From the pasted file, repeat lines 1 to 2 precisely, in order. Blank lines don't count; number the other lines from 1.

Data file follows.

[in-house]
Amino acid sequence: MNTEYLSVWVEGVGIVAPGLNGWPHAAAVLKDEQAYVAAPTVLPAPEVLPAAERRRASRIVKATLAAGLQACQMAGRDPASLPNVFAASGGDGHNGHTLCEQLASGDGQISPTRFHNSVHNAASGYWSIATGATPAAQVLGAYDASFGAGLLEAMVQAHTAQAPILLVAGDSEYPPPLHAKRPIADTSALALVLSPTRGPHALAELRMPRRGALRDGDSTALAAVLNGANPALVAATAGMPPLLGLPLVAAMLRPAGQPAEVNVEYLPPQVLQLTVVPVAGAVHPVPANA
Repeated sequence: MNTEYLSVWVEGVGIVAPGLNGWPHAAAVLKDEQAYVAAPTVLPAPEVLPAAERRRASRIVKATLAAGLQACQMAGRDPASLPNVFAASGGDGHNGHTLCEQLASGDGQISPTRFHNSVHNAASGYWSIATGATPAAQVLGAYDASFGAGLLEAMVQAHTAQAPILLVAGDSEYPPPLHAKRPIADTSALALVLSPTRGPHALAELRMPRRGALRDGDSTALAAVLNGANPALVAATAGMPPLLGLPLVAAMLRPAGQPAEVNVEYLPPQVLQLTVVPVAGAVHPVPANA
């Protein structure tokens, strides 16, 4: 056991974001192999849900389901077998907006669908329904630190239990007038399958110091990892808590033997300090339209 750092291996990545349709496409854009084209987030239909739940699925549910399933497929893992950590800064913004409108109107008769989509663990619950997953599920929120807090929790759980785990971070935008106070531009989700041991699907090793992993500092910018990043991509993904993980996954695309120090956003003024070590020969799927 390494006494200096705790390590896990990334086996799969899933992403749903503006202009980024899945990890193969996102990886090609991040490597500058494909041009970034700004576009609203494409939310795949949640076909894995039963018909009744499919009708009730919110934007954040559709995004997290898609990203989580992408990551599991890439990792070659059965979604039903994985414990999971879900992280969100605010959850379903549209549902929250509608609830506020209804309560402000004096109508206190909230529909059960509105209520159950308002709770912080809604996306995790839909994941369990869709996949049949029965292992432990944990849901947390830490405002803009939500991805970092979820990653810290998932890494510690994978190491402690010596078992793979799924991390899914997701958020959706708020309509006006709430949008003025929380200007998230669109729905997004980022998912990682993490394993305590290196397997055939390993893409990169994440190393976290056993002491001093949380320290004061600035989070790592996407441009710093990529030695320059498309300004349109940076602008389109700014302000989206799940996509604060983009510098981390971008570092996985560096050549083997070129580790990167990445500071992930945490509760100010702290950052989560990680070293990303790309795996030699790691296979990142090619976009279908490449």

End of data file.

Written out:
[in-house]
Amino acid sequence: MNTEYLSVWVEGVGIVAPGLNGWPHAAAVLKDEQAYVAAPTVLPAPEVLPAAERRRASRIVKATLAAGLQACQMAGRDPASLPNVFAASGGDGHNGHTLCEQLASGDGQISPTRFHNSVHNAASGYWSIATGATPAAQVLGAYDASFGAGLLEAMVQAHTAQAPILLVAGDSEYPPPLHAKRPIADTSALALVLSPTRGPHALAELRMPRRGALRDGDSTALAAVLNGANPALVAATAGMPPLLGLPLVAAMLRPAGQPAEVNVEYLPPQVLQLTVVPVAGAVHPVPANA